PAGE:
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Machine Guarding for the Pharmaceutical Industry

Steve Allen, a Member of standards committee BSI MCE/3 (Safeguarding of machinery), a Certified Machinery Safety Expert and National Sales Manager at Procter Machine Safety, explains the requirements for guarding machinery in the pharmaceutical industry in order to comply with the law and provide protection during normal operation, cleaning and maintenance.

Machine Guarding for the Pharmaceutical Industry

Pharmaceutical manufacturing is more highly regulated than most other manufacturing industries and, arguably, more care is taken when designing production and packaging for use in this industry. Nevertheless, statistics from the HSE (Health and Safety Executive) show that there is scope to improve health and safety in this sector. For instance, in 2018/19 there was one fatality and 134 reportable non-fatal injuries.

This equates to 118 reportable non-fatal injuries per 100,000 employees, which is lower than most manufacturing industries and lower than the 254 per 100,000 ‘all industries’ average, but it clearly shows there is room for improvement.

The types of machinery encountered in the pharmaceutical industry range from mixers, tableting machines and capsule filling machines, through to belt conveyors, pneumatic conveyors and packaging machines. Indeed, the HSE states that the pharmaceutical industry is the second largest user of packaging machines after the food and drink industry.

Why is machine guarding required?

Obvious machine hazards are moving parts and entrapment between moving parts and fixed parts. Other hazards relate to hot and cold surfaces, noise, and contact with or inhalation of active ingredients and pharmaceutical raw materials.

Notwithstanding the strong moral argument for installing machine guards to protect workers, there are also legal obligations on employers. Furthermore, machine guarding also reduces the risk of product contamination and cuts noise emissions.

Machine guards prevent accidents and, therefore, can save money for manufacturers.
The true cost of an accident can be substantial, as it might include not only fines and costs imposed by the courts, but also equipment damage, downtime, lost production, absence of key workers due to injury or ill health, additional training costs, extra overtime, loss of reputation, management time and resources for the investigation and prosecution, and higher premiums for employers’ liability insurance.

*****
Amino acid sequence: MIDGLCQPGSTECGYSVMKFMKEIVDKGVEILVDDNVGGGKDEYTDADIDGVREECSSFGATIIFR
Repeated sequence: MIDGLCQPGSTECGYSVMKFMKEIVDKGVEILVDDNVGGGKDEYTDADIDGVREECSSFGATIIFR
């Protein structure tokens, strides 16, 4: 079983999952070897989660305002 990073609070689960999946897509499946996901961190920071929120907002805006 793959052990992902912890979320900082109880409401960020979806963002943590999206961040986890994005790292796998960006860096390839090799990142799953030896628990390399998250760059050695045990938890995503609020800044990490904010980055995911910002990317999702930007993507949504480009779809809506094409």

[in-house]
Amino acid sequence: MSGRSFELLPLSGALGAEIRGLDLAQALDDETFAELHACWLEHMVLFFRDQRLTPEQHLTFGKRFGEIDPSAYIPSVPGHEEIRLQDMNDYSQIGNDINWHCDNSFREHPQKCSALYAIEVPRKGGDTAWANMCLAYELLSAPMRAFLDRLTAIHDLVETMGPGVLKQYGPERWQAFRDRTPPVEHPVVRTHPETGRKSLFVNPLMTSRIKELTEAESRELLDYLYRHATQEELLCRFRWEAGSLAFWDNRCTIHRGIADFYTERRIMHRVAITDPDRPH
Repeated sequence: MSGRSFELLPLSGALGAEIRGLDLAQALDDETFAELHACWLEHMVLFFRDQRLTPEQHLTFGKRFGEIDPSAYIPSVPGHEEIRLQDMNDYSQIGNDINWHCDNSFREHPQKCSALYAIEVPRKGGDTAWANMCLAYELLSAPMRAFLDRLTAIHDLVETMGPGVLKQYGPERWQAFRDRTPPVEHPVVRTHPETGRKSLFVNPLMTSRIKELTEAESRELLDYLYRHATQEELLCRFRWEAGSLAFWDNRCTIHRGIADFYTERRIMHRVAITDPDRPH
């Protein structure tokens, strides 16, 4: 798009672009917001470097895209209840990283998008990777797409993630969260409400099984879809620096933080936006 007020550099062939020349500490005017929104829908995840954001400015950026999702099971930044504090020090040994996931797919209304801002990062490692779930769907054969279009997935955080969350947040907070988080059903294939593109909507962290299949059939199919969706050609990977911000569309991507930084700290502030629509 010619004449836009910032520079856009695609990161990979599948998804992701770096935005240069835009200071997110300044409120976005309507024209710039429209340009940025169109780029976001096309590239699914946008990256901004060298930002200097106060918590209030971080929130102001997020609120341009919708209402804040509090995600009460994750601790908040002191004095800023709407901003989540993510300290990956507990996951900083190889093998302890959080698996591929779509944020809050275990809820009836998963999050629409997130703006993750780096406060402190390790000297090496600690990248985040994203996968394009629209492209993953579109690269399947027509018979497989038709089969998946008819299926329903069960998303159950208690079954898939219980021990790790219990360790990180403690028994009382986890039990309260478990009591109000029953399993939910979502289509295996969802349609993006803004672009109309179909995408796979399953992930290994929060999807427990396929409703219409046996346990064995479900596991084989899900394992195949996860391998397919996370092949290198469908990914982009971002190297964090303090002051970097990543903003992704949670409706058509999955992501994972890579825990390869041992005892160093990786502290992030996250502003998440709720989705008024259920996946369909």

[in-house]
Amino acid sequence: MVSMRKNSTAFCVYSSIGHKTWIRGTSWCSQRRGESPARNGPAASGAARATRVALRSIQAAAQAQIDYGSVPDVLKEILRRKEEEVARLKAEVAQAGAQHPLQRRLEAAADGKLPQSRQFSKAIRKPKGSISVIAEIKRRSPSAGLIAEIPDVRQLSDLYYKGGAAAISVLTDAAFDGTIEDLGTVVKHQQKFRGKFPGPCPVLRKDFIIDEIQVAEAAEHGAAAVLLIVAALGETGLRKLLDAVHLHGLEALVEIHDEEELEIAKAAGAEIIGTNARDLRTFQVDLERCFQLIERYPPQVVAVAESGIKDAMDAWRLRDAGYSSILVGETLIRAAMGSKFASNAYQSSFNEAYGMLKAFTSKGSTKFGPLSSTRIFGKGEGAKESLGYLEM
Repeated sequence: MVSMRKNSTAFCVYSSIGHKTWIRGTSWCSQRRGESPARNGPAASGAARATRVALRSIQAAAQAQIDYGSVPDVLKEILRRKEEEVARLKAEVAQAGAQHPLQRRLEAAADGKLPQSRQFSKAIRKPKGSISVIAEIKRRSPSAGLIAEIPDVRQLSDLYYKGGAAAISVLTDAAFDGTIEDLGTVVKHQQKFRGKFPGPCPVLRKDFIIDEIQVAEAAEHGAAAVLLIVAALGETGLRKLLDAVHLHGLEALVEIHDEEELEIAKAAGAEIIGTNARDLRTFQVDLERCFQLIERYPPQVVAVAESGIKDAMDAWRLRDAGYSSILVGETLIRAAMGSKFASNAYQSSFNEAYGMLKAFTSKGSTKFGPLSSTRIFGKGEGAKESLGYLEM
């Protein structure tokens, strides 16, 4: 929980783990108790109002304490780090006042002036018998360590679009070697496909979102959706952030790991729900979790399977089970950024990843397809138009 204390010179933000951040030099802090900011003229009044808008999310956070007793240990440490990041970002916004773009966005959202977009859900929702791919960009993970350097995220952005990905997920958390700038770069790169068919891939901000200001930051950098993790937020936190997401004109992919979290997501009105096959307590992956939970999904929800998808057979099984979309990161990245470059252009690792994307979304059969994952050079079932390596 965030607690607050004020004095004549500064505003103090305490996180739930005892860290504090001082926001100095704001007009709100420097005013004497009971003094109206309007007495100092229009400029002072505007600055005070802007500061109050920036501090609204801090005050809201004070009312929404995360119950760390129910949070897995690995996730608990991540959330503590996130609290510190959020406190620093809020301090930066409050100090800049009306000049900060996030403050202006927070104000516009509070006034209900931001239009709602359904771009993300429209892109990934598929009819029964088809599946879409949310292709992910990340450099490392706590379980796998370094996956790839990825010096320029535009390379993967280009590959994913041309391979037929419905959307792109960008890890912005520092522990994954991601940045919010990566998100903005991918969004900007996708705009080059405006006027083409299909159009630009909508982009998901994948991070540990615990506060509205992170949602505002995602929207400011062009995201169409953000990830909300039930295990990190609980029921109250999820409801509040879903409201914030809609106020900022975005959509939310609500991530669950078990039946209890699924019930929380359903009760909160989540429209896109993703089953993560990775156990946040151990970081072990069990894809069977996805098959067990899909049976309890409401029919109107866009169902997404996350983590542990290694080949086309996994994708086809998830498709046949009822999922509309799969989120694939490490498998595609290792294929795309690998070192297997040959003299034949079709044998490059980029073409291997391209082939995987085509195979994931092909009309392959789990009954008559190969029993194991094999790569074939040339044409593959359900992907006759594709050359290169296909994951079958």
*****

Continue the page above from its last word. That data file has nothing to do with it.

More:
What does the law say about machine guarding?

Under the European Union’s Machinery Directive, which is implemented in the UK as The Supply of Machinery (Safety) Regulations 2008 as amended, new machines must be CE marked to indicate their compliance – which includes preventing access to hazardous parts of machinery. Although the UK has now left the EU and is currently in a transition period it is expected that the UK’s machinery safety regulations from 2021 onwards will be all but identical to those currently in place, regardless of whether or not new trade arrangements are agreed.

In addition, the Provision and User of Work Equipment Regulations (PUWER) requires new equipment to be inspected prior to being put into use for the first time and periodically thereafter. Regulation 11 of PUWER addresses the needs relating to dangerous parts of machinery. In essence, regulation 11 (1) requires employers to take effective measures to prevent access to dangerous parts of machinery or to stop the movement of dangerous parts before any part of a person enters a danger zone, while regulation 11 (3) lays down specific requirements for guards and protection devices.

While the Machinery Directive places the onus on machine builders or suppliers and PUWER requires employers to ensure machinery is safe to use, employers are also obliged to comply with general health and safety legislation. Broadly speaking, The Health and Safety at Work Act places a responsibility on employers to protect workers and others from risks to their health, safety and welfare. This is the primary piece of legislation covering occupational health and safety in Great Britain. Under The Management of Health and Safety at Work Regulations 1999, employers (and self-employed people) are required to carry out a suitable and sufficient risk assessment of their activities, after which risks can be eliminated or reduced as far as is reasonably practicable. These risk assessments also need to be reviewed regularly.

Which standards do machine guards need to comply with?

There is no legal obligation to adhere to current standards but standards-compliant machine guarding will almost certainly provide the right level of protection. Furthermore, should an accident occur and the guards can be shown to meet the standards, it could be argued that ‘best practice’ was followed and reasonable measures had been taken with respect to machine guarding.

Numerous standards are relevant to guarding for pharmaceutical manufacturing and packaging machinery but the following are the most important (note that standards for pharmaceutical machinery are normally the same as those applied to machinery for manufacturing and packaging food, drink and cosmetics):

  • BS EN ISO 12100:2010 ‘Safety of machinery. General principles for design. Risk assessment and risk reduction’